Across Europe, the picture is much bleaker. In England, the number of people registered as statutory homeless rose 48 percent from 2010 to 2017, while Germany saw a 25 percent increase in the 2014 to 2016 period. In France, homelessness increased by an estimated 50 percent during the decade to 2012 — the most recent numbers available. Along with Finland, Norway is a rare example of a country that’s managed to significantly reduce homelessness.
Finland, whose southern tip sits 60 degrees north of the equator (similar to Anchorage, Alaska), has provided affordable homes since the 1940s, when the first housing benefit was established. The system was expanded in the 1970s and 1980s, and now about 15 percent of the population are paid an allowance to help pay for rent. There are about 375,000 state-subsidized affordable rental apartments in the country.
Such policies are more effective in securing housing for people with low incomes than rent controls popular in many countries, according to Juhana Brotherus, chief economist at mortgage provider Hypo in Helsinki. That’s because they push up housing supply, while rent controls tend to discourage investment in rental properties.
That didn’t prevent the New York State legislature from voting in June to tighten rent regulation, making it much more difficult for landlords to raise rents or evict tenants. Such measures tend to deter investors from building such properties and can actually reduce the supply of housing, Brotherus said by phone.
“It makes more sense for many investors to sell the property, or move in themselves,” he said.
“Those who suffer the most are the low-income people without a home.”
Since 2000, Finland has built more apartments than Sweden in absolute terms, even though Sweden has twice the population and a much faster-growing economy. The supply has “helped keep house prices and rents stable and prevent a shadow rental market from forming,” Brotherus said.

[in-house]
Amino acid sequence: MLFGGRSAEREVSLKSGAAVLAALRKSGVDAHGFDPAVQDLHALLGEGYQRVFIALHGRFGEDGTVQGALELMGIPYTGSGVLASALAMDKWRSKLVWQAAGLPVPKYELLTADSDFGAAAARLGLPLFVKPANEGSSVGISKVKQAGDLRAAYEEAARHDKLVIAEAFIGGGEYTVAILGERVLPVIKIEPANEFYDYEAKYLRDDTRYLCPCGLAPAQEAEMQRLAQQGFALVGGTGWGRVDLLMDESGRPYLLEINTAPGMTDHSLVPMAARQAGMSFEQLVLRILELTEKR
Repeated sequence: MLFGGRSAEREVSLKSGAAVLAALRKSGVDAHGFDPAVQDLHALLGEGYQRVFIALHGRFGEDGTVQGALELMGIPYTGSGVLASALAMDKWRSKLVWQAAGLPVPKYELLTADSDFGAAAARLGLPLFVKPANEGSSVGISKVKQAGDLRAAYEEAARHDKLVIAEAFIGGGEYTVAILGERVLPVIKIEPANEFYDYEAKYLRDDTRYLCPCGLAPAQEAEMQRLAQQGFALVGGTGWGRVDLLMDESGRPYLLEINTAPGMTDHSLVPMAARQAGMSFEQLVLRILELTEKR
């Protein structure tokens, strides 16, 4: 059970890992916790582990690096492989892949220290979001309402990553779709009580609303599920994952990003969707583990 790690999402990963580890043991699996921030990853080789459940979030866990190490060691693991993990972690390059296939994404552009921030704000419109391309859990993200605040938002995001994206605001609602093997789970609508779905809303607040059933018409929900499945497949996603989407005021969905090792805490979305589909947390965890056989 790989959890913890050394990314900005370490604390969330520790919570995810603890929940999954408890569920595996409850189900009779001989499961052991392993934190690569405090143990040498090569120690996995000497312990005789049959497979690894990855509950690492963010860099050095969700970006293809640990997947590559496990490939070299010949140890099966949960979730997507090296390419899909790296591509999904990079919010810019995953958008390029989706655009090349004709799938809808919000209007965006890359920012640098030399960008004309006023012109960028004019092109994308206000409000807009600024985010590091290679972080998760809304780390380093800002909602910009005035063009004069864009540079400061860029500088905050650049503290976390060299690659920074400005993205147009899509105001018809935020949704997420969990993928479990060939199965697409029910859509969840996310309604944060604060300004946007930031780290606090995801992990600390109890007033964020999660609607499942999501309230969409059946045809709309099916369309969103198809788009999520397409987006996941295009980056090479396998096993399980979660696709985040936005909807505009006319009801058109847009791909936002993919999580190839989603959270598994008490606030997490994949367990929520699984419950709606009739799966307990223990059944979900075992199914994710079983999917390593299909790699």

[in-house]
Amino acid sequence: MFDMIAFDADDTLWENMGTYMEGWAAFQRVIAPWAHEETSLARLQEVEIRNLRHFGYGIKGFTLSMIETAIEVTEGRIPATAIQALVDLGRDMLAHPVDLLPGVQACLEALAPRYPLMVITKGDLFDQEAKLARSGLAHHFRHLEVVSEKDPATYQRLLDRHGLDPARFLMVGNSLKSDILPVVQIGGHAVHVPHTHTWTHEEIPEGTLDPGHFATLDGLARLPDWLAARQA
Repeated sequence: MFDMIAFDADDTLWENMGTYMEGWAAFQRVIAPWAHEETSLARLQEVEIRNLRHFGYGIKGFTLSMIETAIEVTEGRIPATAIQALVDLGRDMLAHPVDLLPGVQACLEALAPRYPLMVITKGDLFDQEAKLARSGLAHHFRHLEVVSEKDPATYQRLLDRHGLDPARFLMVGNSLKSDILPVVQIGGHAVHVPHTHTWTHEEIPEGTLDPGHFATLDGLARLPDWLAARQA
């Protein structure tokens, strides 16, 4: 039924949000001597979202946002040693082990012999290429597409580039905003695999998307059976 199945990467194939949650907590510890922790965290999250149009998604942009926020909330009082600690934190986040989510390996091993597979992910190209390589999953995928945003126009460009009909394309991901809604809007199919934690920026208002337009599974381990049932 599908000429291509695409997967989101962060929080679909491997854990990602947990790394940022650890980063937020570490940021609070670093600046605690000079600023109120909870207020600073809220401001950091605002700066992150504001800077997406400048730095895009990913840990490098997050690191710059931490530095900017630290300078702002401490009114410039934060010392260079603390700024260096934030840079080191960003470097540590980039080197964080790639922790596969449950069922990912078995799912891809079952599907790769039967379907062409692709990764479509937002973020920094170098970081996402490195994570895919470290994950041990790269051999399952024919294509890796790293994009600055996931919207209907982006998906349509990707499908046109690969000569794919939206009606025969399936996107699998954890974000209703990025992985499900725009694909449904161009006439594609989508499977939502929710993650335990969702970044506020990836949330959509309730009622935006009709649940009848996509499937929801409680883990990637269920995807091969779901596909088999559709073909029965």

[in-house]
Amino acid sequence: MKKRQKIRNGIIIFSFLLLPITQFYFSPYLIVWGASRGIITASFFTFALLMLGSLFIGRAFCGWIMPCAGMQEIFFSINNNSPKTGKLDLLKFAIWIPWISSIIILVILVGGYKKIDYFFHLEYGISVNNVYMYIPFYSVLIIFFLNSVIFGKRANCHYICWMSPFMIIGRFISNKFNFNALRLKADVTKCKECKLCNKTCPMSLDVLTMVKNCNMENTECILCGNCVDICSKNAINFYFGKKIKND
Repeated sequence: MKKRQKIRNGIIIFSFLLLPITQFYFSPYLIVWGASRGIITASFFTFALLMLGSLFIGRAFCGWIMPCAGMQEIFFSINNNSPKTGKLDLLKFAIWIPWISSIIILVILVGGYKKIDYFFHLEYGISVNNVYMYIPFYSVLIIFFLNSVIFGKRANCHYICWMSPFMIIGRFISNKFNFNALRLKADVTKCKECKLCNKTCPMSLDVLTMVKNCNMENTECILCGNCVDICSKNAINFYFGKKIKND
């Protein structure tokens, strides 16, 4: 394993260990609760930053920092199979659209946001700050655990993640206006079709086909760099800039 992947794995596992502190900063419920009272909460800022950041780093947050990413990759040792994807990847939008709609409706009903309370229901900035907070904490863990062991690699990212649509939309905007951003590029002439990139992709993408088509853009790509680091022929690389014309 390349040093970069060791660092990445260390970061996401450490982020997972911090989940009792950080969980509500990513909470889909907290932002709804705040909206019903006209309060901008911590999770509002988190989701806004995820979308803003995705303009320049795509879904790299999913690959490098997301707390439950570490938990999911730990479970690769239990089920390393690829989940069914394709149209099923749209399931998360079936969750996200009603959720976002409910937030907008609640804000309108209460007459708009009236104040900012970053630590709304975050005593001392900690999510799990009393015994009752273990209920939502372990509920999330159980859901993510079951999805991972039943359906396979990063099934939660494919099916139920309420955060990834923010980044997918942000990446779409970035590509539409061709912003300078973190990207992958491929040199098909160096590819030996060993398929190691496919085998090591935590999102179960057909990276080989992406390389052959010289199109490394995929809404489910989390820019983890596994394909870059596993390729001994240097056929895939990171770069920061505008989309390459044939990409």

Building subsidized housing also evens out the impact of business cycles as the construction of market-based apartments tends to fall during downturns, said Jarmo Linden, a director at the Housing Finance and Development Center ARA. About 14 percent of the country’s existing housing stock is subsidized with wide variance between regions, he said. In the Helsinki area, it’s about 22 percent.
A recent study by the state-funded VATT Institute for Economic Research found that housing allowances don’t push up rents as much as might be expected.
Some studies have even found financial benefit to housing the homeless, as they consume fewer acute resources and emergency services that tend to be more expensive to provide. A study from 2011 put the savings at about €15,000 ($17,000) a year per homeless person, and research in 2013 recorded an 80 percent reduction in days spent in the hospital or rehabilitation, while total costs rose due to rent expenses.
“Taxpayer money has been well invested in these programs,” Tiivola said.
“It’s more expensive not to provide the homes and have people on the streets. And when they’re off the streets, there’s more social harmony.”